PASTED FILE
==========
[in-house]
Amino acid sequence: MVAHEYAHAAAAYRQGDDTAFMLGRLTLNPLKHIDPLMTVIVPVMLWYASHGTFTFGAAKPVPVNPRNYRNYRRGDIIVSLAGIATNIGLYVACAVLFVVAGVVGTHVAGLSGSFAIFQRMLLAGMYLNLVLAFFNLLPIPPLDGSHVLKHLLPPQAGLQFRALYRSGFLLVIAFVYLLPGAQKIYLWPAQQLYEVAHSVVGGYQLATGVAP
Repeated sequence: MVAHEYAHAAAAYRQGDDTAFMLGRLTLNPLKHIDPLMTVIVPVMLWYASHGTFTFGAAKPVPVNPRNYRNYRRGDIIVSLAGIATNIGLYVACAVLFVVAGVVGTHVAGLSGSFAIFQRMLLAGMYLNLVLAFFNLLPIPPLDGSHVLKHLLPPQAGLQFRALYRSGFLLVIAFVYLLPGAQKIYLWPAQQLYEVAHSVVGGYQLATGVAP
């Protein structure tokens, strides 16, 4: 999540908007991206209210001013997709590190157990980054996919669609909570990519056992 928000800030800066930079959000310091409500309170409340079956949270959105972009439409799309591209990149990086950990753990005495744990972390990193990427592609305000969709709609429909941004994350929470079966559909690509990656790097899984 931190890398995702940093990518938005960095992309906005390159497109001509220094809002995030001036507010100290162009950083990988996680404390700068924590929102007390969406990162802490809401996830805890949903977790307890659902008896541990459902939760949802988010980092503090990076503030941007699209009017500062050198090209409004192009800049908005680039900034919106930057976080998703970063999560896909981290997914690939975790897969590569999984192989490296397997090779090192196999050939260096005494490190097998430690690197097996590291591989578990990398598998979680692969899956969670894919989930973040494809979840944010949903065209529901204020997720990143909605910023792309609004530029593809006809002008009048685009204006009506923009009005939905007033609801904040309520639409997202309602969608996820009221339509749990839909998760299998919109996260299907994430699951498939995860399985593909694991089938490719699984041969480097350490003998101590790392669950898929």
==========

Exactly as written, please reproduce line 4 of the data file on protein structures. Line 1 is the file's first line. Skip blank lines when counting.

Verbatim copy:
């Protein structure tokens, strides 16, 4: 999540908007991206209210001013997709590190157990980054996919669609909570990519056992 928000800030800066930079959000310091409500309170409340079956949270959105972009439409799309591209990149990086950990753990005495744990972390990193990427592609305000969709709609429909941004994350929470079966559909690509990656790097899984 931190890398995702940093990518938005960095992309906005390159497109001509220094809002995030001036507010100290162009950083990988996680404390700068924590929102007390969406990162802490809401996830805890949903977790307890659902008896541990459902939760949802988010980092503090990076503030941007699209009017500062050198090209409004192009800049908005680039900034919106930057976080998703970063999560896909981290997914690939975790897969590569999984192989490296397997090779090192196999050939260096005494490190097998430690690197097996590291591989578990990398598998979680692969899956969670894919989930973040494809979840944010949903065209529901204020997720990143909605910023792309609004530029593809006809002008009048685009204006009506923009009005939905007033609801904040309520639409997202309602969608996820009221339509749990839909998760299998919109996260299907994430699951498939995860399985593909694991089938490719699984041969480097350490003998101590790392669950898929």